Stock taking advice

Discussion in 'Ecommerce Forum' started by RoryH, Mar 23, 2019.

  1. RoryH

    RoryH UKBF Newcomer Free Member

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    Hope this is the right area for this - apologies if not.

    I have been running an eCommerce site for a few years and have started to accumulate a few older items of stock. In terms of stock taking, our accountant has advised that we can write-down (de-value) older items of stock but I have no idea of how to go about this.

    Are there any rules of thumb for this or does anyone know of any good guidelines I could look at?
    Any help would be greatly appreciated.
     
    Posted: Mar 23, 2019 By: RoryH Member since: Mar 23, 2019
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  2. Scalloway

    Scalloway UKBF Legend Free Member

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    Posted: Mar 23, 2019 By: Scalloway Member since: Jun 6, 2010
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  3. RoryH

    RoryH UKBF Newcomer Free Member

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    Thanks - useful link. I guess the next question is how you go about working out the net realisable value?
    I know plenty about the products (hence why I’m selling it) but don’t really know how much it devalues after 12 months...
     
    Posted: Mar 23, 2019 By: RoryH Member since: Mar 23, 2019
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  4. RoryH

    RoryH UKBF Newcomer Free Member

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    Bump - any suggestions anyone? Could really use some guidance!
     
    Posted: Mar 25, 2019 By: RoryH Member since: Mar 23, 2019
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  5. billmccallum1957

    billmccallum1957 UKBF Ace Full Member

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    Write-down to net realisable value
    NRV is the estimated selling price in the ordinary course of business, less the estimated cost of completion and the estimated costs necessary to make the sale. [IAS 2.6] Any write-down to NRV should be recognised as an expense in the period in which the write-down occurs. Any reversal should be recognised in the income statement in the period in which the reversal occurs. [IAS 2.34]

    You have the products, but are they on sale or at list price? What is your discounted price (if any)?

    If you paid £2 each for an item, but they are now selling for £1 each, then the NRV is £1.
     
    Posted: Mar 25, 2019 By: billmccallum1957 Member since: Feb 11, 2016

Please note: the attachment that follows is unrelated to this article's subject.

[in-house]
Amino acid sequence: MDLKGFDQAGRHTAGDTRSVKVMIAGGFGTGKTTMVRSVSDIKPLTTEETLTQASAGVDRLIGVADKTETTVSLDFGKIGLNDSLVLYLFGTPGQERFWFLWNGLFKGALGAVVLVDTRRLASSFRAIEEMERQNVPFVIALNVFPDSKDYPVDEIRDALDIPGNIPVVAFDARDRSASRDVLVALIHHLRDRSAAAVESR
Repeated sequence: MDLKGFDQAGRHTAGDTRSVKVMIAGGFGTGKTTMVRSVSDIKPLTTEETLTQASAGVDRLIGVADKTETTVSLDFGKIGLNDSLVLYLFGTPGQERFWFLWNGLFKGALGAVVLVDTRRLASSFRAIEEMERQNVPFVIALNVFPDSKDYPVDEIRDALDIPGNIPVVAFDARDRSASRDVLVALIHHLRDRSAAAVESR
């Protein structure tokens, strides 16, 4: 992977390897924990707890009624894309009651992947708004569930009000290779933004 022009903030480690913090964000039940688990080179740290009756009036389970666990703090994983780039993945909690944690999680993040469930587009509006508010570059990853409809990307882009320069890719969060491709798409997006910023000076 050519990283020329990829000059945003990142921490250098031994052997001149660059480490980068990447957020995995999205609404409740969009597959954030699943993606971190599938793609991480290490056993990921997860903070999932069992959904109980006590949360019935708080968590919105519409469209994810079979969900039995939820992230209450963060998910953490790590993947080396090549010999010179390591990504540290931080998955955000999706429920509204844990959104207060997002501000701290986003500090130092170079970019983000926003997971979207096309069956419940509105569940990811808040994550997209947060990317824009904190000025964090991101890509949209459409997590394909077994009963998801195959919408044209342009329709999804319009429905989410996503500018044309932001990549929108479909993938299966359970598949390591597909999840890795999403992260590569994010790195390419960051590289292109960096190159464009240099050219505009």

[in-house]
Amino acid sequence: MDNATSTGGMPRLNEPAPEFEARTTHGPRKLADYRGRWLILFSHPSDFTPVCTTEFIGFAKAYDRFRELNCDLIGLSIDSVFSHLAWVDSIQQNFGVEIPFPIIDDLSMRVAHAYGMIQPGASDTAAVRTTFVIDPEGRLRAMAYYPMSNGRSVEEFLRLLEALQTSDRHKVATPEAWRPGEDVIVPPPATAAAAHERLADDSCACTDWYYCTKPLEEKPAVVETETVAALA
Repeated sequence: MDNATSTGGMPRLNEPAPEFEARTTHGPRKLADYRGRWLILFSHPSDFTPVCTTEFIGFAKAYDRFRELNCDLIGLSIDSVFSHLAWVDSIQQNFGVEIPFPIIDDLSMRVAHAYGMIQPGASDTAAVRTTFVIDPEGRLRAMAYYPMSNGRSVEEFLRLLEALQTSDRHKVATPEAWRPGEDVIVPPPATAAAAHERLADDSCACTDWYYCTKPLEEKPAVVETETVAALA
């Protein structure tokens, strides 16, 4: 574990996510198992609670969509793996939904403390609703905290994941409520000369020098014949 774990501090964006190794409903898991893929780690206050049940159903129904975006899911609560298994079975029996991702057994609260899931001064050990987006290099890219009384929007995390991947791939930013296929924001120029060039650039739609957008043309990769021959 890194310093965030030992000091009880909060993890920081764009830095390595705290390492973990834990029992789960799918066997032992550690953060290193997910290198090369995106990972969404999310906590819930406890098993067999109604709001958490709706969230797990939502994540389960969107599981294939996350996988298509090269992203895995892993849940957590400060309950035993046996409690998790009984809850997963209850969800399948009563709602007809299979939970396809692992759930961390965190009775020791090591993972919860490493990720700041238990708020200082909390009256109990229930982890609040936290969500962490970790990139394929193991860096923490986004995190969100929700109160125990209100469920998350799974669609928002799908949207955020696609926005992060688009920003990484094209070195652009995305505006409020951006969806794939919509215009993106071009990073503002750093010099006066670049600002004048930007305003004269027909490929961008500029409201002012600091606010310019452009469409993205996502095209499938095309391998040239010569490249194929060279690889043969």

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  6. Mr D

    Mr D UKBF Legend Free Member

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    I would suggest not dropping the price too far when trying to sell.

    On the markets years ago the regular traders would often see newbies drastically dropping prices in order to sell - and finding they got less sales at the new low price.
    The traders who had been there years could do it and sell - they were trusted and known. The newbies were there a few weeks or months only and not got the same trust.

    Its similar online - have seen people selling on amazon at way low price and not shifting the stock very quickly. People perhaps thinking fake, perhaps thinking too good to be true.
     
    Posted: Mar 25, 2019 By: Mr D Member since: Feb 12, 2017
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  7. RoryH

    RoryH UKBF Newcomer Free Member

    4 0
    OK - thanks for the tips. Still not sure about a scenario such as the following example:

    Say I bought a t-shirt from the latest range from a supplier for £10 and was selling it for £20. 12 months later I can't sell it for full price as there is a new range out. I can put the t-shirt on sale and reckon I can probably get say £12 for it (so still more than I bought it for). However I also know that the supplier has leftover stock of the t-shirt and has reduced their price as well, say £5, but I haven't bought more stock.
    Do I value the t-shirts I have left in stock at £10 (as the cost I bought it at is still lower than NRV in the strictest sense) or can I value it at £5 as that is effectively what it's 'cost'/list price is now (although I haven't actually bought any stock at that value).

    Perhaps I have been confusing myself by focusing on NRV when actually it is the definition of 'cost' I am unsure about. Is this always what I bought it for or is it what it's current list price is?

    If it is the latter then am I allowed to make reasonable assumptions about a current list price i.e. can I automatically reduce the 'cost' of an item from a previous years range? My supplier may no longer have any of it left in which case there is no list price to reference, but if they did then they would certainly have reduced the cost themselves. Or is that too much of an assumption?

    Really appreciate the support on this!
     
    Posted: Mar 25, 2019 By: RoryH Member since: Mar 23, 2019
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  8. Scalloway

    Scalloway UKBF Legend Free Member

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    If you can make a profit on the original cost then use the original cost. If your expected selling price is less than the original cost use the expected selling price.

    It is not an exact science, You just use the best method available to you at the end of the financial year.
     
    Posted: Mar 25, 2019 By: Scalloway Member since: Jun 6, 2010
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